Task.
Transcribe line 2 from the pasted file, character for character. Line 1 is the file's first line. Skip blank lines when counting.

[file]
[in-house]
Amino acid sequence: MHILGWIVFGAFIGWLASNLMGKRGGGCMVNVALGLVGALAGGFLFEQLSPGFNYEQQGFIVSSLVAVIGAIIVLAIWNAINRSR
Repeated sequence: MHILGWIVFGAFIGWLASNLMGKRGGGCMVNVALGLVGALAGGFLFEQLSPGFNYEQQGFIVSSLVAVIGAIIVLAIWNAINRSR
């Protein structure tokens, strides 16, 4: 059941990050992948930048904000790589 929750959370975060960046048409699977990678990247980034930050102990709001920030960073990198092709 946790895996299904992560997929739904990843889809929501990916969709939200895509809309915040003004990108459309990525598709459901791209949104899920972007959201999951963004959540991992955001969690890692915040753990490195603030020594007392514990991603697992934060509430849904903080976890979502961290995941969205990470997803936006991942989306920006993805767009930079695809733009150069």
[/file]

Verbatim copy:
Amino acid sequence: MHILGWIVFGAFIGWLASNLMGKRGGGCMVNVALGLVGALAGGFLFEQLSPGFNYEQQGFIVSSLVAVIGAIIVLAIWNAINRSR